Supreme Court blocks Louisiana abortion law from taking effect Monday

Justice Samuel Alito late Friday temporarily blocked a Louisiana abortion law from going into effect as scheduled on Monday.

Alito said in a brief order that the justices needed more time to review the filings in the case. As such he put the law on hold until February 7. He noted that the order “does not reflect any view regarding the merits” of the case.

Louisiana’s Unsafe Abortion Protection Act has been blocked since its enactment in 2014, it requires a doctor to have admitting privileges at a hospital within 30 miles of the facility where the abortion is performed.

The state argues that the law is necessary to provide a higher level of physician competence, but critics say there is no medical justification for the law and it amounts to a veiled attempt to unlawfully restrict abortion.

In 2017, Judge John deGravelles, of the US District Court for the Middle District of Louisiana, an Obama appointee, struck down the law, saying it would severely limit the number of providers available to perform abortions, result in the closure of clinics and “place added stress” on remaining facilities.

About 10,000 women a year seek abortions in the state and the challengers had shown that if the law were to go into effect, only one physician would be able to provide abortions in the state, he said. “Even working an implausible seven-day week, it would be impossible for him to expand his practice to meet even half the state’s need for abortion services,” deGravelles wrote.

Louisiana appealed the case to the 5th US Circuit Court of Appeals, which had previously upheld a similar Texas law the Supreme Court subsequently reversed.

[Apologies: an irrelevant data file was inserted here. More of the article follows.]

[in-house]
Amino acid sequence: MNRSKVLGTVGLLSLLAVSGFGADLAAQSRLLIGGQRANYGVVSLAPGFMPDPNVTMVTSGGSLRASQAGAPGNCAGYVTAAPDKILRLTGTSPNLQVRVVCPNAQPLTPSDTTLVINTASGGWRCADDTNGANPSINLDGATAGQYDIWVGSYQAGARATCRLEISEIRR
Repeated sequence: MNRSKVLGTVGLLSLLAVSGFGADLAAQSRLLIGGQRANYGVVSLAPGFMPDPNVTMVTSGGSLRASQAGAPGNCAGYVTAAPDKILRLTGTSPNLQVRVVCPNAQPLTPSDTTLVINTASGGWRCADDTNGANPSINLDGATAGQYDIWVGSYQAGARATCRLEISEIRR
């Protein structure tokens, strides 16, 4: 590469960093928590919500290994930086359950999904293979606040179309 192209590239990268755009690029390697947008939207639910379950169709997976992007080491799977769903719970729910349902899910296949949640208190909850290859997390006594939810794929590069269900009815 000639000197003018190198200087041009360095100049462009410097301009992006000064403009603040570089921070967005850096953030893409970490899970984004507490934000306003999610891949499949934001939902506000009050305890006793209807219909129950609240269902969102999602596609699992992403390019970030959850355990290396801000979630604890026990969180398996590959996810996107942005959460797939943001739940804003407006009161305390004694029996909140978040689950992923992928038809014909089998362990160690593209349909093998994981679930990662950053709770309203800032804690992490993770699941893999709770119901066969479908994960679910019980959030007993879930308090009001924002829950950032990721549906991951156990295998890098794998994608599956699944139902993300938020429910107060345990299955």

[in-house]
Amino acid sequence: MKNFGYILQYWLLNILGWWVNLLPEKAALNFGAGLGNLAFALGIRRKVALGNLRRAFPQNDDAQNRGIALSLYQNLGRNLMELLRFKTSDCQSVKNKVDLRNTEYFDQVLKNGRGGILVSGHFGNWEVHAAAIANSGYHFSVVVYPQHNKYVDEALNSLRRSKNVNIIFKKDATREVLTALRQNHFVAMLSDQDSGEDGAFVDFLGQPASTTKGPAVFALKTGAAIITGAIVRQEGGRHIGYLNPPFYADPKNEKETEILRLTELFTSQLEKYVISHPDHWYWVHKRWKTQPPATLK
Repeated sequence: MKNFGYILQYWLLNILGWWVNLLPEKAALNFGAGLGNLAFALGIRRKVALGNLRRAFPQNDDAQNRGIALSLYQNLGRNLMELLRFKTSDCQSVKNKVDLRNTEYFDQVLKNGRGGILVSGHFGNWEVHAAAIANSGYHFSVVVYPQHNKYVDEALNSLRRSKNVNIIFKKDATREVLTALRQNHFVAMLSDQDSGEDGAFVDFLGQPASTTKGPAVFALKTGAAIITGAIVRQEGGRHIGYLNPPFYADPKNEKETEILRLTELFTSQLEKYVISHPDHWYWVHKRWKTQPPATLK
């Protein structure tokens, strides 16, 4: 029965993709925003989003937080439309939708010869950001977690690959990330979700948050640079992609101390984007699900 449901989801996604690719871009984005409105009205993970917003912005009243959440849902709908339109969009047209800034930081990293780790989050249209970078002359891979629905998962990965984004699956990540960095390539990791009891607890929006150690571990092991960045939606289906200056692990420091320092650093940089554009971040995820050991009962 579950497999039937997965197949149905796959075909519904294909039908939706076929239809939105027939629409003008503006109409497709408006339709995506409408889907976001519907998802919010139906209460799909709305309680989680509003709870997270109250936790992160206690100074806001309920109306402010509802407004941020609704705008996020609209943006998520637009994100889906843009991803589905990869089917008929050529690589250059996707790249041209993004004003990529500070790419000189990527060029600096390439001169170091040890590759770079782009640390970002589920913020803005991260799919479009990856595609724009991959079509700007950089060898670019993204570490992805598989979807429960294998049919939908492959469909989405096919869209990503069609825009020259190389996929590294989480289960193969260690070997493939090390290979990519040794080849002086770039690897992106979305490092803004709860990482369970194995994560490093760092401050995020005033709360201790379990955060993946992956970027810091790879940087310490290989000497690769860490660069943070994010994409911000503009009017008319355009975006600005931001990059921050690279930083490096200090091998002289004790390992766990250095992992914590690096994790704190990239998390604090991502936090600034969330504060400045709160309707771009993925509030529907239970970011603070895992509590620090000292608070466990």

In a 2-1 ruling, a three-judge panel of the circuit court acknowledged in its opinion that it was beholden to the Supreme Court’s opinion, but it distinguished the Louisiana law from the Texas law. As a part of its reasoning, the majority rejected deGrevelles’ finding that abortion providers in the state had made a “good faith” effort to get the necessary admitting privileges. Instead, they said that “the vast majority largely sat on their hands, assuming they would not qualify.”

The majority held that the law would not “impose a substantial burden on a large fraction of women” and that admitting privileges in Louisiana are easier to obtain because the state is less stringent in its requirements.

After that opinion, one of the sitting judges asked the full circuit to vote on taking up the case. On January 18, they refused in a 9-6 vote, clearing the way for the law to go into effect this month.

Friday’s order was issued by Alito because he has jurisdiction over the circuit court that upheld the law.

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